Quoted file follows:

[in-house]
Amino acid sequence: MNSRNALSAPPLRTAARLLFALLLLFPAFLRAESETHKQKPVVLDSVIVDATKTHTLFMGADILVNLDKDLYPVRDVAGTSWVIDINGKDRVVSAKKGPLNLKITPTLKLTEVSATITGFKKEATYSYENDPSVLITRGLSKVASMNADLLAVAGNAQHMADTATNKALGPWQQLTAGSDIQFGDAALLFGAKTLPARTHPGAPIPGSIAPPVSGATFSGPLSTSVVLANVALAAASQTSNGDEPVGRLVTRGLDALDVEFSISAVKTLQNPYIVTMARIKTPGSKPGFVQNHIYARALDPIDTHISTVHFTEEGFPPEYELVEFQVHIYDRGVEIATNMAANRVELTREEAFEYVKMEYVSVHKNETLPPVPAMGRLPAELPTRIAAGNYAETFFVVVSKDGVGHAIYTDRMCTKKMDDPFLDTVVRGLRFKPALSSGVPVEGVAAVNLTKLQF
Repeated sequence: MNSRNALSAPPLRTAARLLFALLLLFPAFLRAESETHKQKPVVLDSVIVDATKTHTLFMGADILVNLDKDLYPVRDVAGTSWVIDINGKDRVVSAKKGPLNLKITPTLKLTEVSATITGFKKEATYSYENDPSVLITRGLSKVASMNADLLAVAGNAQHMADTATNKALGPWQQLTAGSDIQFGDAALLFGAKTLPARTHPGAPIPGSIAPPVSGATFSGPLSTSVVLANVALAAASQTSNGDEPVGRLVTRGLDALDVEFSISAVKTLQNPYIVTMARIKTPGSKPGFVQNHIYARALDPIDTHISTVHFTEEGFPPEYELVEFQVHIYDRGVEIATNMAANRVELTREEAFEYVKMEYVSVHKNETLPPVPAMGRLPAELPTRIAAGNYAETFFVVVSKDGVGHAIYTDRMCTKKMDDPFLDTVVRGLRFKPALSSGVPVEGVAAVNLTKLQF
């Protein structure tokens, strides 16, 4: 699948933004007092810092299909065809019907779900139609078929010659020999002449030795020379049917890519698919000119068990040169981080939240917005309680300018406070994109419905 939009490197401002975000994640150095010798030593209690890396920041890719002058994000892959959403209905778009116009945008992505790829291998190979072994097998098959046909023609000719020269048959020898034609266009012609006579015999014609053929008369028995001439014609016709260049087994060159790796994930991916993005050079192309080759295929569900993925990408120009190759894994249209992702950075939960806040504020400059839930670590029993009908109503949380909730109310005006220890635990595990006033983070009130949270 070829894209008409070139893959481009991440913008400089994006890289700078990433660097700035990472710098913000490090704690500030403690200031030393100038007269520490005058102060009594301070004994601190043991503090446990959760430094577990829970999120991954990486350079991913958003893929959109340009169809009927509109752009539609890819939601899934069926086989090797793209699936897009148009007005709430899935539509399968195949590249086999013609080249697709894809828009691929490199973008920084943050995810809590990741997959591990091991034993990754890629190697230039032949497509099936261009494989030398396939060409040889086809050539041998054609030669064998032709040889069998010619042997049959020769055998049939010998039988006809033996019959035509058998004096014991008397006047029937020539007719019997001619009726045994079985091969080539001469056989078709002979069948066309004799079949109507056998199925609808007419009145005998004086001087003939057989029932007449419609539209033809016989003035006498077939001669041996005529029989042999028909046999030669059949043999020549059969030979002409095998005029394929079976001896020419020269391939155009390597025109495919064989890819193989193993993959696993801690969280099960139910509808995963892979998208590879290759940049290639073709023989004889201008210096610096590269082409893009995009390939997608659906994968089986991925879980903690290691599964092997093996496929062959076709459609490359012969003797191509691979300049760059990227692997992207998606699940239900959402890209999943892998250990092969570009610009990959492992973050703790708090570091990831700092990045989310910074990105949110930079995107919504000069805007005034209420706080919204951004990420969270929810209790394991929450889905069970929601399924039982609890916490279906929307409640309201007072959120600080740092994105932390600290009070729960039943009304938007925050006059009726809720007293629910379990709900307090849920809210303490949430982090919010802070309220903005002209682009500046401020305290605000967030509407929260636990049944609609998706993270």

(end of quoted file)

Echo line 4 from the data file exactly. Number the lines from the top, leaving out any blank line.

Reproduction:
């Protein structure tokens, strides 16, 4: 699948933004007092810092299909065809019907779900139609078929010659020999002449030795020379049917890519698919000119068990040169981080939240917005309680300018406070994109419905 939009490197401002975000994640150095010798030593209690890396920041890719002058994000892959959403209905778009116009945008992505790829291998190979072994097998098959046909023609000719020269048959020898034609266009012609006579015999014609053929008369028995001439014609016709260049087994060159790796994930991916993005050079192309080759295929569900993925990408120009190759894994249209992702950075939960806040504020400059839930670590029993009908109503949380909730109310005006220890635990595990006033983070009130949270 070829894209008409070139893959481009991440913008400089994006890289700078990433660097700035990472710098913000490090704690500030403690200031030393100038007269520490005058102060009594301070004994601190043991503090446990959760430094577990829970999120991954990486350079991913958003893929959109340009169809009927509109752009539609890819939601899934069926086989090797793209699936897009148009007005709430899935539509399968195949590249086999013609080249697709894809828009691929490199973008920084943050995810809590990741997959591990091991034993990754890629190697230039032949497509099936261009494989030398396939060409040889086809050539041998054609030669064998032709040889069998010619042997049959020769055998049939010998039988006809033996019959035509058998004096014991008397006047029937020539007719019997001619009726045994079985091969080539001469056989078709002979069948066309004799079949109507056998199925609808007419009145005998004086001087003939057989029932007449419609539209033809016989003035006498077939001669041996005529029989042999028909046999030669059949043999020549059969030979002409095998005029394929079976001896020419020269391939155009390597025109495919064989890819193989193993993959696993801690969280099960139910509808995963892979998208590879290759940049290639073709023989004889201008210096610096590269082409893009995009390939997608659906994968089986991925879980903690290691599964092997093996496929062959076709459609490359012969003797191509691979300049760059990227692997992207998606699940239900959402890209999943892998250990092969570009610009990959492992973050703790708090570091990831700092990045989310910074990105949110930079995107919504000069805007005034209420706080919204951004990420969270929810209790394991929450889905069970929601399924039982609890916490279906929307409640309201007072959120600080740092994105932390600290009070729960039943009304938007925050006059009726809720007293629910379990709900307090849920809210303490949430982090919010802070309220903005002209682009500046401020305290605000967030509407929260636990049944609609998706993270």